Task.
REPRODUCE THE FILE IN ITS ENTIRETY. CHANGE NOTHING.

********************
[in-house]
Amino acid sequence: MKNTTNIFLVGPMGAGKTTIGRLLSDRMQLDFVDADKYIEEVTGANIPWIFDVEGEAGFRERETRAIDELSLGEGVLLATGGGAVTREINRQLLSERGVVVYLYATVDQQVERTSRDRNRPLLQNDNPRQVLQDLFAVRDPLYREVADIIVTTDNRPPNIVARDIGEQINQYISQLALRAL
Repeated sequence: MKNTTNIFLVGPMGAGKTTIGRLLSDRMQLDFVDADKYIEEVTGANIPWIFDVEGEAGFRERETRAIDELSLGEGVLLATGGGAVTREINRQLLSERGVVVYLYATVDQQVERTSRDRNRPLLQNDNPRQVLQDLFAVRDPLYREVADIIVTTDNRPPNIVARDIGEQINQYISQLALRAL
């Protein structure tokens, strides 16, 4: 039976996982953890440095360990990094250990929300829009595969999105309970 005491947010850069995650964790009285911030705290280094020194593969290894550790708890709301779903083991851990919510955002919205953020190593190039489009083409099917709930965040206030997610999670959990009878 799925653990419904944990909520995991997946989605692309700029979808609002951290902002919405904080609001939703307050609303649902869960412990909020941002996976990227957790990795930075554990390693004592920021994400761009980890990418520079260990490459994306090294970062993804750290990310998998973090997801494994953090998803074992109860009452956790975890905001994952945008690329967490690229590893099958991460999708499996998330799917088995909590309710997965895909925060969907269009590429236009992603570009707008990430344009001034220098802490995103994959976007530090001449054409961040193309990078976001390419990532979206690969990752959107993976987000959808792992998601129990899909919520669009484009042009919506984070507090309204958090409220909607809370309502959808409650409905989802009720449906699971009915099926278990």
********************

[in-house]
Amino acid sequence: MKNTTNIFLVGPMGAGKTTIGRLLSDRMQLDFVDADKYIEEVTGANIPWIFDVEGEAGFRERETRAIDELSLGEGVLLATGGGAVTREINRQLLSERGVVVYLYATVDQQVERTSRDRNRPLLQNDNPRQVLQDLFAVRDPLYREVADIIVTTDNRPPNIVARDIGEQINQYISQLALRAL
Repeated sequence: MKNTTNIFLVGPMGAGKTTIGRLLSDRMQLDFVDADKYIEEVTGANIPWIFDVEGEAGFRERETRAIDELSLGEGVLLATGGGAVTREINRQLLSERGVVVYLYATVDQQVERTSRDRNRPLLQNDNPRQVLQDLFAVRDPLYREVADIIVTTDNRPPNIVARDIGEQINQYISQLALRAL
């Protein structure tokens, strides 16, 4: 039976996982953890440095360990990094250990929300829009595969999105309970 005491947010850069995650964790009285911030705290280094020194593969290894550790708890709301779903083991851990919510955002919205953020190593190039489009083409099917709930965040206030997610999670959990009878 799925653990419904944990909520995991997946989605692309700029979808609002951290902002919405904080609001939703307050609303649902869960412990909020941002996976990227957790990795930075554990390693004592920021994400761009980890990418520079260990490459994306090294970062993804750290990310998998973090997801494994953090998803074992109860009452956790975890905001994952945008690329967490690229590893099958991460999708499996998330799917088995909590309710997965895909925060969907269009590429236009992603570009707008990430344009001034220098802490995103994959976007530090001449054409961040193309990078976001390419990532979206690969990752959107993976987000959808792992998601129990899909919520669009484009042009919506984070507090309204958090409220909607809370309502959808409650409905989802009720449906699971009915099926278990």